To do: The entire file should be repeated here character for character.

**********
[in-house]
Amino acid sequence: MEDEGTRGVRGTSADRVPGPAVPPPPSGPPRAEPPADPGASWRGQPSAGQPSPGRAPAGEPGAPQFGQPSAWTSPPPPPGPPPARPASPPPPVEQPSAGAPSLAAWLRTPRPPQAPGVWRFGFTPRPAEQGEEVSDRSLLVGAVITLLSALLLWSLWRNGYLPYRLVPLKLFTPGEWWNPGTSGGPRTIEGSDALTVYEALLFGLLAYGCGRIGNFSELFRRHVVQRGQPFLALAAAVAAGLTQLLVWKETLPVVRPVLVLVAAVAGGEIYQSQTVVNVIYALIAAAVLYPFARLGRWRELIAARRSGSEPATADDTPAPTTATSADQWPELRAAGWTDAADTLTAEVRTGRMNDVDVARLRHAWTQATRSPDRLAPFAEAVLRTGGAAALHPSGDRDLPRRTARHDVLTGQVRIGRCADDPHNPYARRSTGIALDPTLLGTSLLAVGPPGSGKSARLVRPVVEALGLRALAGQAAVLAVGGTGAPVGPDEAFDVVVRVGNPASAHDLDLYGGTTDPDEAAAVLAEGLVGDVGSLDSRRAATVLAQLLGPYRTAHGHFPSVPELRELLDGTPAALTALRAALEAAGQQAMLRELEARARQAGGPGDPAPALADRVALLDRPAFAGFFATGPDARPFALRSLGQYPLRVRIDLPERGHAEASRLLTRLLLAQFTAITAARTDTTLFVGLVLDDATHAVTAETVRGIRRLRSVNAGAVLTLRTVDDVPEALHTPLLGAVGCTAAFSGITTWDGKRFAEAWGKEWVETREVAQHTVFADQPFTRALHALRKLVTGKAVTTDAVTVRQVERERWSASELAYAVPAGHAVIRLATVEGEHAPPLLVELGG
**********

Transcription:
[in-house]
Amino acid sequence: MEDEGTRGVRGTSADRVPGPAVPPPPSGPPRAEPPADPGASWRGQPSAGQPSPGRAPAGEPGAPQFGQPSAWTSPPPPPGPPPARPASPPPPVEQPSAGAPSLAAWLRTPRPPQAPGVWRFGFTPRPAEQGEEVSDRSLLVGAVITLLSALLLWSLWRNGYLPYRLVPLKLFTPGEWWNPGTSGGPRTIEGSDALTVYEALLFGLLAYGCGRIGNFSELFRRHVVQRGQPFLALAAAVAAGLTQLLVWKETLPVVRPVLVLVAAVAGGEIYQSQTVVNVIYALIAAAVLYPFARLGRWRELIAARRSGSEPATADDTPAPTTATSADQWPELRAAGWTDAADTLTAEVRTGRMNDVDVARLRHAWTQATRSPDRLAPFAEAVLRTGGAAALHPSGDRDLPRRTARHDVLTGQVRIGRCADDPHNPYARRSTGIALDPTLLGTSLLAVGPPGSGKSARLVRPVVEALGLRALAGQAAVLAVGGTGAPVGPDEAFDVVVRVGNPASAHDLDLYGGTTDPDEAAAVLAEGLVGDVGSLDSRRAATVLAQLLGPYRTAHGHFPSVPELRELLDGTPAALTALRAALEAAGQQAMLRELEARARQAGGPGDPAPALADRVALLDRPAFAGFFATGPDARPFALRSLGQYPLRVRIDLPERGHAEASRLLTRLLLAQFTAITAARTDTTLFVGLVLDDATHAVTAETVRGIRRLRSVNAGAVLTLRTVDDVPEALHTPLLGAVGCTAAFSGITTWDGKRFAEAWGKEWVETREVAQHTVFADQPFTRALHALRKLVTGKAVTTDAVTVRQVERERWSASELAYAVPAGHAVIRLATVEGEHAPPLLVELGG